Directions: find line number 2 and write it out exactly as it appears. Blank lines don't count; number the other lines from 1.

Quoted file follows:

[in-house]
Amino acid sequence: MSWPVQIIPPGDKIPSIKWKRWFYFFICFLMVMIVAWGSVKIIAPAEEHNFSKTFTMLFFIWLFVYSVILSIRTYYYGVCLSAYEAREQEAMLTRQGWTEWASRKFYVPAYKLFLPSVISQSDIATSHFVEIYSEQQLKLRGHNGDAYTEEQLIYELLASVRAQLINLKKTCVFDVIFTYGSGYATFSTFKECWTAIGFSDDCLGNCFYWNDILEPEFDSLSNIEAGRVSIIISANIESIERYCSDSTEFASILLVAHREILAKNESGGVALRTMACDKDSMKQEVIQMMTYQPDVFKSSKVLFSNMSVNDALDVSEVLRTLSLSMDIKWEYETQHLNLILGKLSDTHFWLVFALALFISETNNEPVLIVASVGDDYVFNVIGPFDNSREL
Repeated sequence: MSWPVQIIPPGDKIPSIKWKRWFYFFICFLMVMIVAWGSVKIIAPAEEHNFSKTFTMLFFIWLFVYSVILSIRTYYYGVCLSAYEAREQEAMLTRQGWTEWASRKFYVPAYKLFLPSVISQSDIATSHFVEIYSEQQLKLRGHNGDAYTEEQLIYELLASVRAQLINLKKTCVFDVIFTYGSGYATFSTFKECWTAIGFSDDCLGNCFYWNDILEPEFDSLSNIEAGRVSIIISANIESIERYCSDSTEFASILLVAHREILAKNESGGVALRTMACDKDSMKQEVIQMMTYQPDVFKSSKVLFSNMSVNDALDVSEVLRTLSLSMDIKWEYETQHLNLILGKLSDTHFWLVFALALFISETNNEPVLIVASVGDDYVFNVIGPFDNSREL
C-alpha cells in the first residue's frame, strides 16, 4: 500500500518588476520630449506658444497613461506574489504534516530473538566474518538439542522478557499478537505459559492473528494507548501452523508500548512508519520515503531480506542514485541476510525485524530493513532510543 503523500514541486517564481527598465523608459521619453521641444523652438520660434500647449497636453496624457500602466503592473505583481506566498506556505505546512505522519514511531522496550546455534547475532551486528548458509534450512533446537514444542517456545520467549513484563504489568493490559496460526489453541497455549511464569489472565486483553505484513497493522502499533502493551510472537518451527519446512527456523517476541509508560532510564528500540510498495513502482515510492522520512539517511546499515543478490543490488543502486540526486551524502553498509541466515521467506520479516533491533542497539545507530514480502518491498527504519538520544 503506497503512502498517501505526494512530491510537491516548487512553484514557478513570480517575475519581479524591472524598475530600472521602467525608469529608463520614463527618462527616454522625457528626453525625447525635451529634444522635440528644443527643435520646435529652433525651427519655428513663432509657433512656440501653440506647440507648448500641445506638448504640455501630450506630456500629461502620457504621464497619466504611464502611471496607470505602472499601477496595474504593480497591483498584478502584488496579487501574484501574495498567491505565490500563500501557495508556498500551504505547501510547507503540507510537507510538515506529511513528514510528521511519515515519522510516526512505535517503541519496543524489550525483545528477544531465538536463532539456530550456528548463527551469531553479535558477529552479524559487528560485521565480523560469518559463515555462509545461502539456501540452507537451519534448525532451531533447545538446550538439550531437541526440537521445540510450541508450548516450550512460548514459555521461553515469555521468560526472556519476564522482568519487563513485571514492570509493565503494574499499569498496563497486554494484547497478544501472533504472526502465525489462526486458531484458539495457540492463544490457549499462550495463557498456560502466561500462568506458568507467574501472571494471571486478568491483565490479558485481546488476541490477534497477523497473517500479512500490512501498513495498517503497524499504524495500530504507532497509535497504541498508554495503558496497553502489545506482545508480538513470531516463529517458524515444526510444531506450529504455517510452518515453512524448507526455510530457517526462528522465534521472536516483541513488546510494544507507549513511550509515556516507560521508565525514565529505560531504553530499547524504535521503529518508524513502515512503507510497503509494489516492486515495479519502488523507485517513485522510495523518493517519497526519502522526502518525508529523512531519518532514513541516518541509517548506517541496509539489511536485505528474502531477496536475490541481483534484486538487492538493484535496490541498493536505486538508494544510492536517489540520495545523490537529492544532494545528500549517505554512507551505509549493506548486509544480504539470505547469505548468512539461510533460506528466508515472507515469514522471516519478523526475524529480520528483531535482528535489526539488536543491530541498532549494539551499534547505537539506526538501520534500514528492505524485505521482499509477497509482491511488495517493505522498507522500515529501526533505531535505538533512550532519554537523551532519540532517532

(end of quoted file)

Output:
Amino acid sequence: MSWPVQIIPPGDKIPSIKWKRWFYFFICFLMVMIVAWGSVKIIAPAEEHNFSKTFTMLFFIWLFVYSVILSIRTYYYGVCLSAYEAREQEAMLTRQGWTEWASRKFYVPAYKLFLPSVISQSDIATSHFVEIYSEQQLKLRGHNGDAYTEEQLIYELLASVRAQLINLKKTCVFDVIFTYGSGYATFSTFKECWTAIGFSDDCLGNCFYWNDILEPEFDSLSNIEAGRVSIIISANIESIERYCSDSTEFASILLVAHREILAKNESGGVALRTMACDKDSMKQEVIQMMTYQPDVFKSSKVLFSNMSVNDALDVSEVLRTLSLSMDIKWEYETQHLNLILGKLSDTHFWLVFALALFISETNNEPVLIVASVGDDYVFNVIGPFDNSREL